I'm not sure whether some people deliberately go out to cheat or the pressure to submit something, anything, overwhelems their common sense and judgement.
In many cases, a failed hypothesis is evidence of a finding in itself rather than a failure in the person or methodology. If some people kept this in mind and looked at why things went wrong rather than assume they've failed then decide to fabricate, those that follow would have fewer problems.
One possibility for suppresing such behaviour might be to include a clause in your PhD contract that if a succeeding researcher does find evidence of fraud within say five years of submission, the original researcher is compulsorally recalled for re-examination and if there are no satisfactory answers, the PhD stripped from them.
I'm afraid you're in a little pickel here with a PGDip seen as a failed M.Sc. or M.A. in the same way an MPhil or MRes can be seen as a failed PhD. These are assumptions any interviewer will make unless you explain clearly why this is not the case.
To get round this, you really need to sell yourself and explain that, for example, you left with a PGDip first time round because you wanted to pursue Studio work. Financial reasons for the second instance seems reasonable to me.
That said, you've pulled out twice and that isn't going to look good. This means you have quite a sales pitch to make as anyone looking to take you on will need to be sure you're not going to pull out again, even with a good first class degree to back you up.
Would it not be worth waiting a couple of years working and building up financial reserves, also perhaps demonstrating more fully you are older and (sales pitch here) "more mature" as a person. You have had time to reflect, say, and know after a lot of thought that a research path is the one you want to take. Relevant employment over this period may also help build up your profile.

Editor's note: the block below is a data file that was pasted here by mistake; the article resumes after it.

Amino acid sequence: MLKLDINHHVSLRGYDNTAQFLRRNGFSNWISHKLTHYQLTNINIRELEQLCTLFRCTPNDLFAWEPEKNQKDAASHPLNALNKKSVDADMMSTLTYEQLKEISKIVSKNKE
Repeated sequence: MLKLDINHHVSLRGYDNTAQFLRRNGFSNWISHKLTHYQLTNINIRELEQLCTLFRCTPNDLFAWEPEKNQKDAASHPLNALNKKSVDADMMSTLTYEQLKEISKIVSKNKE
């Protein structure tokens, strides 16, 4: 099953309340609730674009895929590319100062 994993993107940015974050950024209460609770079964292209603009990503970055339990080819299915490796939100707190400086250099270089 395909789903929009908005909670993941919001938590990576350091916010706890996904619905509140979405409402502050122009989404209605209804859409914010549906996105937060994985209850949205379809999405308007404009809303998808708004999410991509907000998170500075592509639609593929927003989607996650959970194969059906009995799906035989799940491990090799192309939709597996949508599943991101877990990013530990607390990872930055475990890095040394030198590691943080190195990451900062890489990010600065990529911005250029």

London prices are frightening and you might consider somewhere outide London, unless the path of study you want to follow is at a London institution.
I had to sell two Masters to people (I thought I'd failed one due to ill health thus did a second, different one), which made me seem more like a perpetual student. I thus took time out in the real world for as it turned out five years before applying for and being accepted onto a PhD (though admittedly there were two failed applications in the intervening period one and three years into this period).
Just an add on here. The last story I was actually contacted about by a researcher at a certain north west England University who for some reason just divulged this information to me.
I checked some information and indeed a senior academic disappeared at the time he mentioned. The most bizarre of the above seems to be the most provable. Coincidence, perhaps, but certainly interesting.
C: THE FALING STUDENT AND THE PROSTITUTION SCANDAL:
This isn't a fabrication story as such, but should raise a smile. :-)
A failing student was propping up the bar in his local pub nursing a pint or three after a major bollocking by his course tutor. He'd been told that he had to buck his ideas up or he'd be thrown off the course.
A policeman who was also a pub regular asked what was the matter and on hearing the student's woes piped up that a senior academic in the student's faculty had got himself in a lot of trouble. The student naturally became curious and bought the off-duty copper more and more beer (very generous grant / loan by the sounds of it) until the copper finally gave up the line that he couldn't say anything because of his police job.
The story the copper told was music to the student's ears. Apparently, the police had raided an illegal brothel and upon arresting the prostitutes and punters, had caught said senior academic with a number of female companions. The academic and prostitutes had been photographed at the scene immediately upon their arrest and carted off to the nearest police station. However, the University was keen on avoiding a scandal and the story goes that a substantial contribution was made to the "Police Pension Fund" to make the matter disappear. The University also agreed to "early retirement" of the academic on the grounds of ill health.
More beer led to photos falling into the hands of the student with his course tutor becoming "aware" the student possessed them. Mysteriously, the "failing" student's grades massively improved and he passed his course with flying colours. Moreover, the student stayed on at the University as a post-grad, sitting on said photos for further "safe keeping".
Yes, you may well have seen these elsewhere as I've posted them elsewhere in the past.